So Mommy was on CNN.com the other day and a headline caught her eye - Don't Die Waiting in the ER. Since we are frequent flyers of the ER (or were before I got asthma meds) she was curious and then horrified. Can you guess why? That's right, the hospital mentioned in the article is the one I was born at (and transferred from within hours of my birth) and also the site of my first ER visit (and after 10 hours eventually transferred from again). Based on the fact that my only two visits to the hospital resulting in me being transferred from it - my parents never went back and from the sounds of it - they made a wise decision!
Don't die waiting in the ER
By Sabriya Rice, CNN Medical producer
January 13, 2011 4:45 p.m. EST
(CNN) -- When 2-year-old Malyia Jeffers developed a fever one Sunday afternoon in November, her parents gave her a children's Motrin and kept a cautious eye on her throughout the night. By the following morning, Malyia's fever had jumped to 101 degrees, and other concerning symptoms also started to appear. "I noticed bruising on her right cheek. She was really weak and could hardly walk," says her father, Ryan. He and his wife, Leah, drove Malyia to the emergency room at Methodist Hospital, five miles from their Sacramento, California, home. According to Jeffers, a triage nurse briefly examined his daughter and said Malyia most likely had a virus and a rash, and told the family to wait. They waited -- and Malyia got worse. After two hours in the ER waiting room, Malyia couldn't walk or even stand up. "I tried to stand her on her feet, but her knees buckled," her father says. Malyia's fever went from 101 to 103 degrees. Then, Jeffers says, the bruising on his daughter's cheek, once the size of a marble, covered most of her face and ears. Jeffers says he returned to the emergency room nurse, who repeated that Malyia had just a virus and a rash. "I told him, 'This isn't normal. Look at her ears,' " Jeffers recalls saying to the nurse. "'A rash isn't black and blue!' The nurse kept telling me, 'You'll be next, you'll be next.' But we saw other people going back before us." Jeffers says he carried Malyia around with him while constantly complaining to the staff while his daughter continued to grow weaker in his arms. The couple discussed switching to another hospital but thought they would be seen soon and they didn't want to lose time. They continued to wait. After what her father says was nearly five hours of waiting in the emergency department, Malyia's body went limp. For Jeffers, the wait was over. This time he bypassed the desk where the emergency room nurses sat and pushed through the doors behind them. "I asked to see someone different," Jeffers says. "I showed another nurse the bruising and said, 'Does this seem like a rash to you?' The nurse said, 'No' and put us in a room right away." Jeffers says blood tests showed Malyia's liver was failing. She was sent by ambulance to a nearby hospital with a pediatric intensive care unit, which diagnosed a strep A infection. Also called the "flesh eating bacteria," strep A had sent Malyia into toxic shock. Malyia was transferred once again, this time to Lucile Packard Children's Hospital at Stanford University. By this time, the prognosis was more grim. "It was hour to hour, sometimes minute to minute. We had a roller-coaster ride trying to keep her alive," says Jeffers, who for two weeks thought his daughter might not pull through.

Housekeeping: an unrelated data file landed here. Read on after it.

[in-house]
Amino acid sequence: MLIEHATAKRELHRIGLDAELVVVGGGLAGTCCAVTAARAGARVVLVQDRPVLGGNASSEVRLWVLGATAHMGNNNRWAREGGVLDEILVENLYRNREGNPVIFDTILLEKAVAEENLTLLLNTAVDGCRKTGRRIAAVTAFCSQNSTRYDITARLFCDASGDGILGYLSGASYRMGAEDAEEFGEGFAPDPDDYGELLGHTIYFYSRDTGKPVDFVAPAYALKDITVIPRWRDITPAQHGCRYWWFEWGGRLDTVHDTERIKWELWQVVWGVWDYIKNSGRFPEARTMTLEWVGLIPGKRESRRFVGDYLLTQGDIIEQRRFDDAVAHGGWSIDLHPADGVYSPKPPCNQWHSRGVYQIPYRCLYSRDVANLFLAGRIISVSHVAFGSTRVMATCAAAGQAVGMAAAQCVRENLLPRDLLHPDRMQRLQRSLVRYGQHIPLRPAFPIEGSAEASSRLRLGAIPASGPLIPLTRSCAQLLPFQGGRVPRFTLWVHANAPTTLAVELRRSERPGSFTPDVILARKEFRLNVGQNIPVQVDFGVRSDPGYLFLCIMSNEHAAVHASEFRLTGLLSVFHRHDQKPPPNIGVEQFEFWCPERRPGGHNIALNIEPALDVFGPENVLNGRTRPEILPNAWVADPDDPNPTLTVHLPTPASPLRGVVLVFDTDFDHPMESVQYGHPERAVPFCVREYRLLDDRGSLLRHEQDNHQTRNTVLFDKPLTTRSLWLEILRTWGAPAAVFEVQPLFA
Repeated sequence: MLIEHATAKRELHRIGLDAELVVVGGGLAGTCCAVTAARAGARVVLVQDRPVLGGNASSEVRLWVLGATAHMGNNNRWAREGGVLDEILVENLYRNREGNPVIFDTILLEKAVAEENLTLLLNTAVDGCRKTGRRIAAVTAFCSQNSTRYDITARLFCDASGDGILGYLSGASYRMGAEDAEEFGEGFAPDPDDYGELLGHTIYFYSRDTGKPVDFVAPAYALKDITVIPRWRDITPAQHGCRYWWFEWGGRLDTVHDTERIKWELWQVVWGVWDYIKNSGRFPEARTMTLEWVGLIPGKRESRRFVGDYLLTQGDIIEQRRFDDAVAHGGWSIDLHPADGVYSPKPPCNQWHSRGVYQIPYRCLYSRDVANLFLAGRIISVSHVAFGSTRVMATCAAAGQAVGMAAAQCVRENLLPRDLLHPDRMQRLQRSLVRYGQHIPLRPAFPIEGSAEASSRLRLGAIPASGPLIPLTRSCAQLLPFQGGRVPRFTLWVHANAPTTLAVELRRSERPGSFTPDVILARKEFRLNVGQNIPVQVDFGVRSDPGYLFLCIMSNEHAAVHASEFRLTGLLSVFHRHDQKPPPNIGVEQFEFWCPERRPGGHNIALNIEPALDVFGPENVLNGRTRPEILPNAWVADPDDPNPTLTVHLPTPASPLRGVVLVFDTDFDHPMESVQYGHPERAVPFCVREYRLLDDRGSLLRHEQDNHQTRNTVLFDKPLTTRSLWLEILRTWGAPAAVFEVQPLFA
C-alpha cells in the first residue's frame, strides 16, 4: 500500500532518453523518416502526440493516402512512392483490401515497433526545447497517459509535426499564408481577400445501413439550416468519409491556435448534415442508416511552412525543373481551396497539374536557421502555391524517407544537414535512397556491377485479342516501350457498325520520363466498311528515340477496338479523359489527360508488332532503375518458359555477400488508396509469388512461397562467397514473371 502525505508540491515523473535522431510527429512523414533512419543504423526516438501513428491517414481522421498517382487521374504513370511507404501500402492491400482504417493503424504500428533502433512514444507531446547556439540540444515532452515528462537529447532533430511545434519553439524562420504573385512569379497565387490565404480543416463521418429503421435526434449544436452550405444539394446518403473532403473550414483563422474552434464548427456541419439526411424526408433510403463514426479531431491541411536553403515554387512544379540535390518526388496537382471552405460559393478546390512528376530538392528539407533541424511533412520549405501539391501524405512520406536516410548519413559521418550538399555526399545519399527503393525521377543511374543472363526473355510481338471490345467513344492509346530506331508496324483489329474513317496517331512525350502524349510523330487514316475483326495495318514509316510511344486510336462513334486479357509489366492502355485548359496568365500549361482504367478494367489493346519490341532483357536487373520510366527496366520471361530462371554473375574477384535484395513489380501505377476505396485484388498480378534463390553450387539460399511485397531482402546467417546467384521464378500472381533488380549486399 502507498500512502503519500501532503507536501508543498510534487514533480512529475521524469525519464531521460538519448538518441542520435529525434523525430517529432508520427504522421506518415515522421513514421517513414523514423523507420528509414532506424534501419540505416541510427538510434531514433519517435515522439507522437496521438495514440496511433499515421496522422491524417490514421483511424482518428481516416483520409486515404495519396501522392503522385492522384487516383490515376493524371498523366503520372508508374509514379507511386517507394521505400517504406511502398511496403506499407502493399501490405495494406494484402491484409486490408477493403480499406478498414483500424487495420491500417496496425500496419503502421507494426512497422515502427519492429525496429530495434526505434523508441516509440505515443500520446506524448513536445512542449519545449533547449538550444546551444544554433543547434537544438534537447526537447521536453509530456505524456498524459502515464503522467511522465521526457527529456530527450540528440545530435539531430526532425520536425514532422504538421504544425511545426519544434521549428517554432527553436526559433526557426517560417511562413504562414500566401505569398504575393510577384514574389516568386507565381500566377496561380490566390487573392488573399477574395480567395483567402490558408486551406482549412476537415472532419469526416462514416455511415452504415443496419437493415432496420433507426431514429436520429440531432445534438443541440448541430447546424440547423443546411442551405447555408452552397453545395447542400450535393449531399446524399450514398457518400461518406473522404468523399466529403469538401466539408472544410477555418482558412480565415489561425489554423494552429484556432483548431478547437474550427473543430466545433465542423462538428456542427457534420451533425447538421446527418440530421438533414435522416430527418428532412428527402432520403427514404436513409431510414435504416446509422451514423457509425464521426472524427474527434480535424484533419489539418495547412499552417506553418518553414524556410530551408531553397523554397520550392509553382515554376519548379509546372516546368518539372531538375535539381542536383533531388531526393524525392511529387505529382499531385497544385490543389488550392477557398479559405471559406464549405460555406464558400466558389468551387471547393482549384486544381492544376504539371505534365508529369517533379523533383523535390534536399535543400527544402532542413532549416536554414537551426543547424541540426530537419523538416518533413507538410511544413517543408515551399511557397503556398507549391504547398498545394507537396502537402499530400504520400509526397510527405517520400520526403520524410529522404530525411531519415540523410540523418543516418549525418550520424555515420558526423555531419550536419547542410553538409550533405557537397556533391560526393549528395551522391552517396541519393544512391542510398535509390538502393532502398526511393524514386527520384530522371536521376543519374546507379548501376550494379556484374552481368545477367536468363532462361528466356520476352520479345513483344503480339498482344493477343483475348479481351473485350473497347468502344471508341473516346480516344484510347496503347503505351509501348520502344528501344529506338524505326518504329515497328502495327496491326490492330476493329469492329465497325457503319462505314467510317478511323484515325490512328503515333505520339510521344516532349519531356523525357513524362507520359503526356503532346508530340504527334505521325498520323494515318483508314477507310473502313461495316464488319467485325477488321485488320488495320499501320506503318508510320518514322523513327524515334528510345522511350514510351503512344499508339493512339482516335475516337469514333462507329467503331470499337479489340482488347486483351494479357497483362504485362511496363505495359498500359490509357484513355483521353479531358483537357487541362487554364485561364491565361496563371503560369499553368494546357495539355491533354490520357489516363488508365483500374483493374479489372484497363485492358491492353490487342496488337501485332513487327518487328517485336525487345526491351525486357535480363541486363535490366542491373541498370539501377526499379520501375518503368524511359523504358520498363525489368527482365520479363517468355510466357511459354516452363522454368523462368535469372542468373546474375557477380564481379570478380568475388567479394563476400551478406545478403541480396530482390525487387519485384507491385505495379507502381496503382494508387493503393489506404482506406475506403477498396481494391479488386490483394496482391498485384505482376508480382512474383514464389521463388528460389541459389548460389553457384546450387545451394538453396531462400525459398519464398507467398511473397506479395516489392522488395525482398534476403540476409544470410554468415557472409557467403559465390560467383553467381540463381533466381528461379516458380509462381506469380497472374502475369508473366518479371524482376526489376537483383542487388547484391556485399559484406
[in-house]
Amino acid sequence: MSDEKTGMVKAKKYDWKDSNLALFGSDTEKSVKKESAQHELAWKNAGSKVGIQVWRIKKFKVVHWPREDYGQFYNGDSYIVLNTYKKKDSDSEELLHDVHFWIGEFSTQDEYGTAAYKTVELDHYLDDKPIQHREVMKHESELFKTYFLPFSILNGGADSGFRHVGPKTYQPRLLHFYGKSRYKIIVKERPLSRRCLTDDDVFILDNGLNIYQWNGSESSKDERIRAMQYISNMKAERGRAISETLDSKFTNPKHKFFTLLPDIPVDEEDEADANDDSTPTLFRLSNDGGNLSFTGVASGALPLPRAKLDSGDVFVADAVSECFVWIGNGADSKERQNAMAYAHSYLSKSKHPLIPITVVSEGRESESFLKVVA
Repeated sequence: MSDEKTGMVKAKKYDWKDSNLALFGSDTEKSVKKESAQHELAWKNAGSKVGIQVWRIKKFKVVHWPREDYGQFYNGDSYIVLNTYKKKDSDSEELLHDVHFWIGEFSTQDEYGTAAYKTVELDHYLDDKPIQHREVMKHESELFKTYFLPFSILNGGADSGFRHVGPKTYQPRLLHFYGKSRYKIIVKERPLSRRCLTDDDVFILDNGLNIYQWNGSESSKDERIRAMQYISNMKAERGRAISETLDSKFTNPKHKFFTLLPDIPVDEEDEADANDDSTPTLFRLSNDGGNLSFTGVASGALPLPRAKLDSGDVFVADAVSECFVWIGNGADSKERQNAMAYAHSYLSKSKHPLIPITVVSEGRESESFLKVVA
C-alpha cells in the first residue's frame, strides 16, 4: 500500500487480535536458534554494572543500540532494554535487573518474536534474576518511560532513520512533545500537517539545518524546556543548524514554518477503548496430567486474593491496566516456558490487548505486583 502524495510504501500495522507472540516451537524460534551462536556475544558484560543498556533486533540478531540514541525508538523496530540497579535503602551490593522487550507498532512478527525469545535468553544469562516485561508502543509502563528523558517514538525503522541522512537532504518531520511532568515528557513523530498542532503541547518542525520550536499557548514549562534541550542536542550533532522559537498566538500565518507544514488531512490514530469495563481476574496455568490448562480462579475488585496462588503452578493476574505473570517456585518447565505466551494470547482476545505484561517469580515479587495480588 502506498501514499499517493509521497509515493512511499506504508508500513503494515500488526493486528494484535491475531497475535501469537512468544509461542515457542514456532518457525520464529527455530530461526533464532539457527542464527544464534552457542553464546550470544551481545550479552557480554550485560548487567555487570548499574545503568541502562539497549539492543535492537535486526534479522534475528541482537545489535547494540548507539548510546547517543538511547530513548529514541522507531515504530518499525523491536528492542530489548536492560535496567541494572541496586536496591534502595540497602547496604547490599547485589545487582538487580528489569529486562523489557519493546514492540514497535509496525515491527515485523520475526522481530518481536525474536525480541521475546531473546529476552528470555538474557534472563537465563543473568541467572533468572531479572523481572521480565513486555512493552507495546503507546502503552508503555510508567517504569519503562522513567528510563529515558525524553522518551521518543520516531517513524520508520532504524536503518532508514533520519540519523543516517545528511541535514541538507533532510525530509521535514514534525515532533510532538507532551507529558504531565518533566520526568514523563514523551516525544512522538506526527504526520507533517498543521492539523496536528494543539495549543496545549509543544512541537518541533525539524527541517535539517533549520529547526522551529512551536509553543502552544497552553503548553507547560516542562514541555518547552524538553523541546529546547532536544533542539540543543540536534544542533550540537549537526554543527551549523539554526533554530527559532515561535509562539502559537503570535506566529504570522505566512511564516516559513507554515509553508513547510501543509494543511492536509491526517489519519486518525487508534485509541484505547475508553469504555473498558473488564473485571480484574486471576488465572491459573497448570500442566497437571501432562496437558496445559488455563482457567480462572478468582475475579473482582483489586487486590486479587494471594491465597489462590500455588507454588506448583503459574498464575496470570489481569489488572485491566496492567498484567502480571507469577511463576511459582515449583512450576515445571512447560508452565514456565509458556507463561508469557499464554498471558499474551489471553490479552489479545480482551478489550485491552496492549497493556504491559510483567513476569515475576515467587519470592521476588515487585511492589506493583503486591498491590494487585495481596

"She deteriorated quickly in front of us," says Dr. Deborah Franzon, the pediatrician who treated Malyia when she arrived at Stanford. "She needed life support and blood pressure medications to help her heart functioning." While the doctors managed to save Malyia, not enough oxygen was getting to her limbs. Because of that, Franzon said, three weeks after she arrived at Stanford, surgeons had to amputate her left hand and some of the fingers on right hand. They also had to remove her legs below the knees. Methodist Hospital said it could not legally comment on the Jeffers' case. "At Methodist Hospital, patient care and safety is always our top priority" said communications manager Bryan Gardner. "Patient privacy laws do not allow us to discuss specifics of this case. We were sorry to hear about the eventual outcome for this little girl and our thoughts and prayers are with her and her family."